2 minutes reading

Humanist Javier Arcenillas (Spain) has been the first photographer to win the annual FotoEvidence Book Award with his harrowing story Sicarios, about the hired assassins of Guatamala. This annual award is given ‘to a photographer whose work demonstrates courage and commitment in documenting social injustice and violations of human rights.’

Using black and white as his medium to dramatic effect, Arcenillas takes the viewer into the dark world of the hired gun. In a country where ninety-five percent of murders remain unsolved, Arcenillas focusses on a regional problem which haunts Latin America, from El Salvador to Mexico. The book confronts the reader with young assissins, their victims and a country in lament.

Due to the disturbing, sometimes stomach-churning photographs, one could easily misjudge Sicarios as a publication drenched in voyeurism. Admittedly, less harrowing photographs would suffice, but by repeating the gruesome photographs, Arcenillas seemingly wants to put greater stress on the difficulty of violence and impunity.Arcenillas is not only showing the violence, he also puts in a layered social context. His book, therefore, must be considered a work of humanist activism.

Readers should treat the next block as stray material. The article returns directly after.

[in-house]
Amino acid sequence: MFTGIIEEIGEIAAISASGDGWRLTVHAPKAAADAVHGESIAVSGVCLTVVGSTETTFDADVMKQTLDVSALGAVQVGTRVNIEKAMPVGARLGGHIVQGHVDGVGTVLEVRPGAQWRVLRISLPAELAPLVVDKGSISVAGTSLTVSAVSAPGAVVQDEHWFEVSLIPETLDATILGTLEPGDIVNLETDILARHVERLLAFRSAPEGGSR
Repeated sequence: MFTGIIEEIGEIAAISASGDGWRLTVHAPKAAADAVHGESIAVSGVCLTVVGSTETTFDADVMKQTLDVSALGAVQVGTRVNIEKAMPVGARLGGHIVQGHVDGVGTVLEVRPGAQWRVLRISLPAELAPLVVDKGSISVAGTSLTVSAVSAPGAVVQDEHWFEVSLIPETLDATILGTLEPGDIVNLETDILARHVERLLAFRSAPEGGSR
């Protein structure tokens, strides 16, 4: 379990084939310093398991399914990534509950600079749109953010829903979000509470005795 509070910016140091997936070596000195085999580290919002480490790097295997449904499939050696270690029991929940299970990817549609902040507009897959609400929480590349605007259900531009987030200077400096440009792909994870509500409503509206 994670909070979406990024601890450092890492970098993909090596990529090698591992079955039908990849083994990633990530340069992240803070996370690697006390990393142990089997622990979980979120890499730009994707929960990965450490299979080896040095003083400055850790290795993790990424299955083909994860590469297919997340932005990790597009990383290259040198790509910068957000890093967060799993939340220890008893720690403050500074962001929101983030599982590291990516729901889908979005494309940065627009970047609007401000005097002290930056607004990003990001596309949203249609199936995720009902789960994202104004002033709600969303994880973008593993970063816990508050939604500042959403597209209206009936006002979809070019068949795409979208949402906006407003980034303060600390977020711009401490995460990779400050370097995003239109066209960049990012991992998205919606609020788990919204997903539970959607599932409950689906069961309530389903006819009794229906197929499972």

To tell the story of the sicarios, the photographer, helped by friends at El Periodico de Guatamala, finds himself in the most dangerous areas of Guatamala, face to face with the hired killers. Often the Sicarios turn out to be youngsters who don’t see a future for themselves. The motivation for a murder is no other than making some money to keep alive. Juan Luis Font, Director of El Periodico de Guatamala, tells about a 14 year old boy who ‘had killed a woman at the entrance of the market. The price for ending the life of a woman, whose only offense was selling chicken meat’ had been ‘around fifty dollars and a jacket’.

Arcenillas portrays the sicarios both as purpetrators and victims. He doesn’t sympathise with them, but through his texts and photographs put things into perspective. The assignments for the killings seem rather arbitrary, but in fact are instigated by invisible forces who use these murders to suppress and create fear among the people. Therefore these murders are being used as a tool of power. As often is the case, extreme poverty is part of the reason for a violent society such as shown in Sicarios.

The most moving photographs though tell the stories of the mothers and families of the victims, who have been left behind. These pictures, often full of symbolism, show the popular outcry against the ongoing violence and injustice in Guatamala’s capital.

When reading Sicarios one wonders what’s the worth of a human life in violent societies as shown through the work of engaged photographers such as Arcenillas. We should ask the clients of the sicarios, but obviously they keep out of sight.

Artist website Buy the book through FotoEvidence.

Reviewed by Ben Krewinkel